Bullies may enjoy seeing others in pain: Brain scans show disruption in natural empathetic response
Unusually aggressive youth may actually enjoy inflicting pain on others, research using brain scans at the University of Chicago shows.
Scans of the aggressive youth’s brains showed that an area that is associated with rewards was highlighted when the youth watched a video clip of someone inflicting pain on another person. Youth without the unusually aggressive behavior did not have that response, the study showed.
“This is the first time that fMRI scans have been used to study situations that could otherwise provoke empathy,” said Jean Decety, Professor in Psychology and Psychiatry at the University of Chicago. “This work will help us better understand ways to work with juveniles inclined to aggression and violence.”
Decety is an internationally recognized expert on empathy and social neuroscience. The new research shows that some aggressive youths’ natural empathetic impulse may be disrupted in ways that increase aggression.
The results are reported in the paper “Atypical Empathetic Responses in Adolescents with Aggressive Conduct Disorder: A functional MRI Investigation” in the current issue of the journal Biological Psychology. Benjamin Lahey, the Irving B. Harris Professor of Epidemiology and Psychiatry at the University, co-authored the paper, along with University students Kalina Michalska and Yuko Akitsuki. The National Science Foundation supported the work.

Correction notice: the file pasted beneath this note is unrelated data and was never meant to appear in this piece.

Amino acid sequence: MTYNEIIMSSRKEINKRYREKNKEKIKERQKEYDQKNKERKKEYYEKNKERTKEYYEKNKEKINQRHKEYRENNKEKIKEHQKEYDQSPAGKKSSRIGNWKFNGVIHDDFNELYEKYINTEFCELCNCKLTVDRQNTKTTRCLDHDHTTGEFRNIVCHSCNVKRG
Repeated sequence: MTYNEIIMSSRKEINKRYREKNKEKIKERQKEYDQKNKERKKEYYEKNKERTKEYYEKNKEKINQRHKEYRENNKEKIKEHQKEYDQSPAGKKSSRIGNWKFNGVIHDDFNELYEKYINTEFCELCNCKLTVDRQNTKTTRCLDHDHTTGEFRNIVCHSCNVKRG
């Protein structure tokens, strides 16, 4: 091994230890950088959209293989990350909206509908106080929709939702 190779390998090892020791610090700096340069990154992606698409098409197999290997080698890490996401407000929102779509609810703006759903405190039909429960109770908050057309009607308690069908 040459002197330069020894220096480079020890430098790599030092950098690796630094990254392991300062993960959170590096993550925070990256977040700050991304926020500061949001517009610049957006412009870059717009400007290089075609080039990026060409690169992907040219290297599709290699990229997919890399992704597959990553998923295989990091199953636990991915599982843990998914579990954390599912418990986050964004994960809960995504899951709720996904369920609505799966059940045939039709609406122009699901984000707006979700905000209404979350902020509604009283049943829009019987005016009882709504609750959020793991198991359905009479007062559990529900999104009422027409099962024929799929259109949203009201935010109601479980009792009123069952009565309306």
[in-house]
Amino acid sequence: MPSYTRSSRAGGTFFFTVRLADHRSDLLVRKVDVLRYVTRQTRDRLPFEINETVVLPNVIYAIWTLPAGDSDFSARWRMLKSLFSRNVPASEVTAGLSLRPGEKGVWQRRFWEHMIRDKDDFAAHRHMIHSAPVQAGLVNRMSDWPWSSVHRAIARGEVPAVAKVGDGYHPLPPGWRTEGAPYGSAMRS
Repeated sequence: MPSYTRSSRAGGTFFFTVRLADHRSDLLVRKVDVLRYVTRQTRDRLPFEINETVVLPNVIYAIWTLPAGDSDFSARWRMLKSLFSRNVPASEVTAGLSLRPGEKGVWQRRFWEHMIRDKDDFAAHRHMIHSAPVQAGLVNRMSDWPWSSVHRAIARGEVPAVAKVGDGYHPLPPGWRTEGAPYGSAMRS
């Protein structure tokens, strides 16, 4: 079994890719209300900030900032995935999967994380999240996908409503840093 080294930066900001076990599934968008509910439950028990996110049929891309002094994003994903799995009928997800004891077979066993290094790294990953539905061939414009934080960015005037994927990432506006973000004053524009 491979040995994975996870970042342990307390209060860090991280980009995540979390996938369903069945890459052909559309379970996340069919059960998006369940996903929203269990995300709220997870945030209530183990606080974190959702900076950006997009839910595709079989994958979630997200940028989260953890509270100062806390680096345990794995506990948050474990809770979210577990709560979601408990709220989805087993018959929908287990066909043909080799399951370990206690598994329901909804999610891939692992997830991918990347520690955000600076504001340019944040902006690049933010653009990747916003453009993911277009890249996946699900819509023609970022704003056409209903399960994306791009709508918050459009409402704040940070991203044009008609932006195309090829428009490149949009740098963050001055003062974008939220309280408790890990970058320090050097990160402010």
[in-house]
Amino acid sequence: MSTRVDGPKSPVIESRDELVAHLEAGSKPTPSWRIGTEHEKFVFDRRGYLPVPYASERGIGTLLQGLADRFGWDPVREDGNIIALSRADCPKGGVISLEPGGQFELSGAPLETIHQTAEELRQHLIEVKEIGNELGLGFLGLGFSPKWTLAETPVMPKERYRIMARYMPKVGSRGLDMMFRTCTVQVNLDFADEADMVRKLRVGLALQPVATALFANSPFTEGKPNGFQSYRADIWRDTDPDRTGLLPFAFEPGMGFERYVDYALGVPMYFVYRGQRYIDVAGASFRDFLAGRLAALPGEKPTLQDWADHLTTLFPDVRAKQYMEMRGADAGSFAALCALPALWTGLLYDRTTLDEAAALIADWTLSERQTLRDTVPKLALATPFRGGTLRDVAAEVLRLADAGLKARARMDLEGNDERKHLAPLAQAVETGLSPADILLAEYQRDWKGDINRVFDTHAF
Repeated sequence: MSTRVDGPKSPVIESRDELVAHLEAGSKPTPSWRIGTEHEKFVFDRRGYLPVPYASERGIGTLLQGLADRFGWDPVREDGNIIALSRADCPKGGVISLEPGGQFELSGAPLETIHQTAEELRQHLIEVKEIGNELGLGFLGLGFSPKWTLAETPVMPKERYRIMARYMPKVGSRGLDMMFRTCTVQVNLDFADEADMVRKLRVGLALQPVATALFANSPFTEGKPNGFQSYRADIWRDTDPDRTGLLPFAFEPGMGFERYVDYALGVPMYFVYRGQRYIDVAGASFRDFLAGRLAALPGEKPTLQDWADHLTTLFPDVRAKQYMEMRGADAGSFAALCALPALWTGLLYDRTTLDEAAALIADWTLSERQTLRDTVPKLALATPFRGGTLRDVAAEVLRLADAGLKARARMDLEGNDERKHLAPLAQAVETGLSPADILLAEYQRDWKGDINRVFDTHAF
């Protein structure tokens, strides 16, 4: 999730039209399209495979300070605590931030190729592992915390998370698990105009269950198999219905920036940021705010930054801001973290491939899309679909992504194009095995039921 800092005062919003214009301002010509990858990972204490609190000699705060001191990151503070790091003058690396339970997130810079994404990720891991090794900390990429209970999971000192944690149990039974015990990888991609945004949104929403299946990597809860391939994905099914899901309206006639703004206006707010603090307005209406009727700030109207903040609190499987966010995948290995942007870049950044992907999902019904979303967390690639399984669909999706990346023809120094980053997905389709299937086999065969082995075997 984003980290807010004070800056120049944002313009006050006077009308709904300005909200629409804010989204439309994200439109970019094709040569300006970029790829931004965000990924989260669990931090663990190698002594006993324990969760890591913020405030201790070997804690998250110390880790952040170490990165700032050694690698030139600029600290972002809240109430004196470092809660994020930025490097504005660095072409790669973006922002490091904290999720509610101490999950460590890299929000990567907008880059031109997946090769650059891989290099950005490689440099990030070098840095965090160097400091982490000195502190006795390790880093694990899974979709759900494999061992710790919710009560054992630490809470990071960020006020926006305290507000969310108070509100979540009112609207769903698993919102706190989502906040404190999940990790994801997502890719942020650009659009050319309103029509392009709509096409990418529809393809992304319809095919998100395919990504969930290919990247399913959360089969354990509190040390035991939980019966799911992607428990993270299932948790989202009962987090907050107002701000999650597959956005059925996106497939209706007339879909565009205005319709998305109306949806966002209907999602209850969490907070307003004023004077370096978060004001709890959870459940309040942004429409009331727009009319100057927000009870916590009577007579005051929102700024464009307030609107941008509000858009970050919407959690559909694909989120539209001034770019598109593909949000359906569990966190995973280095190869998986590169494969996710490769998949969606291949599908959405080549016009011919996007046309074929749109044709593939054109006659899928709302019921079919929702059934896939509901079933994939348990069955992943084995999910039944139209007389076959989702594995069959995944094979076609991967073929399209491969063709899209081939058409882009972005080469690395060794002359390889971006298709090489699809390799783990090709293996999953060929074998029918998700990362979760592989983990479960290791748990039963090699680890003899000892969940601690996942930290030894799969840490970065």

In the study, researchers compared eight 16- to 18-year-old boys with aggressive conduct disorder to a control group of adolescent boys with no unusual signs of aggression. The boys with the conduct disorder had exhibited disruptive behavior such as starting a fight, using a weapon and stealing after confronting a victim.
The youth were tested with fMRI while looking at video clips in which people endured pain accidentally, such as when a heavy bowl was dropped on their hands, and intentionally, such as when a person stepped on another’s foot.
“The aggressive youth activated the neural circuits underpinning pain processing to the same extent, and in some cases, even more so than the control participants without conduct disorder,” Decety said.
“Aggressive adolescents showed a specific and very strong activation of the amygdala and ventral striatum (an area that responds to feeling rewarded) when watching pain inflicted on others, which suggested that they enjoyed watching pain,” he said.
Unlike the control group, the youth with conduct disorder did not activate the area of the brain involved in self-regulation (the medial prefrontal cortex and the temporoparietal junction).
The control group acted similarly to youth in a study released earlier this year, in which Decety and his colleagues used fMRI scans to show 7- to 12-year-olds are naturally empathetic toward people in pain.
The scans showed that when the children saw animations of someone hurt accidentally, the same portion of the brain that registered pain when they are hurt also was highlighted upon seeing someone else hurt. When they saw someone intentionally hurt, the portion of the brain associated with understanding social interaction and moral reasoning was highlighted.
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